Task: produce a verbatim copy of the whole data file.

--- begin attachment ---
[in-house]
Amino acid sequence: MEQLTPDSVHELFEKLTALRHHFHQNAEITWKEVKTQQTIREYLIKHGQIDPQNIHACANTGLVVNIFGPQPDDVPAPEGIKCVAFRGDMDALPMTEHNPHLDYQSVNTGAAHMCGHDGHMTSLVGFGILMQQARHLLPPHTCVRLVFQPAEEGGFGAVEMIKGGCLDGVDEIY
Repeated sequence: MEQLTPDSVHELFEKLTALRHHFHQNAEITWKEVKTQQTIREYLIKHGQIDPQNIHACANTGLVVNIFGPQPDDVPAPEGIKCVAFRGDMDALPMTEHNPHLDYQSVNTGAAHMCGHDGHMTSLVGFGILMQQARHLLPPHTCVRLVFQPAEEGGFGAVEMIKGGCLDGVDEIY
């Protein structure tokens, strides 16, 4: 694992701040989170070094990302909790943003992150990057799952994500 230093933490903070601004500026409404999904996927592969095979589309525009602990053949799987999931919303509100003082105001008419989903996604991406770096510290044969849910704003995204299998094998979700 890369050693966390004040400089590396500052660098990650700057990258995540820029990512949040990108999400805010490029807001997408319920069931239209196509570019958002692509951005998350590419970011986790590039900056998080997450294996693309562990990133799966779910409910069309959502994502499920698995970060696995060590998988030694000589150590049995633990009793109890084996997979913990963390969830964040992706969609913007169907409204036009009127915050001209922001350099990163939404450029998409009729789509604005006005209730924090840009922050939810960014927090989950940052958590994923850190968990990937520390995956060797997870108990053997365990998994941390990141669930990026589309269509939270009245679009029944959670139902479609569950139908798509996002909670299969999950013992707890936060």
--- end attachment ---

[in-house]
Amino acid sequence: MEQLTPDSVHELFEKLTALRHHFHQNAEITWKEVKTQQTIREYLIKHGQIDPQNIHACANTGLVVNIFGPQPDDVPAPEGIKCVAFRGDMDALPMTEHNPHLDYQSVNTGAAHMCGHDGHMTSLVGFGILMQQARHLLPPHTCVRLVFQPAEEGGFGAVEMIKGGCLDGVDEIY
Repeated sequence: MEQLTPDSVHELFEKLTALRHHFHQNAEITWKEVKTQQTIREYLIKHGQIDPQNIHACANTGLVVNIFGPQPDDVPAPEGIKCVAFRGDMDALPMTEHNPHLDYQSVNTGAAHMCGHDGHMTSLVGFGILMQQARHLLPPHTCVRLVFQPAEEGGFGAVEMIKGGCLDGVDEIY
């Protein structure tokens, strides 16, 4: 694992701040989170070094990302909790943003992150990057799952994500 230093933490903070601004500026409404999904996927592969095979589309525009602990053949799987999931919303509100003082105001008419989903996604991406770096510290044969849910704003995204299998094998979700 890369050693966390004040400089590396500052660098990650700057990258995540820029990512949040990108999400805010490029807001997408319920069931239209196509570019958002692509951005998350590419970011986790590039900056998080997450294996693309562990990133799966779910409910069309959502994502499920698995970060696995060590998988030694000589150590049995633990009793109890084996997979913990963390969830964040992706969609913007169907409204036009009127915050001209922001350099990163939404450029998409009729789509604005006005209730924090840009922050939810960014927090989950940052958590994923850190968990990937520390995956060797997870108990053997365990998994941390990141669930990026589309269509939270009245679009029944959670139902479609569950139908798509996002909670299969999950013992707890936060």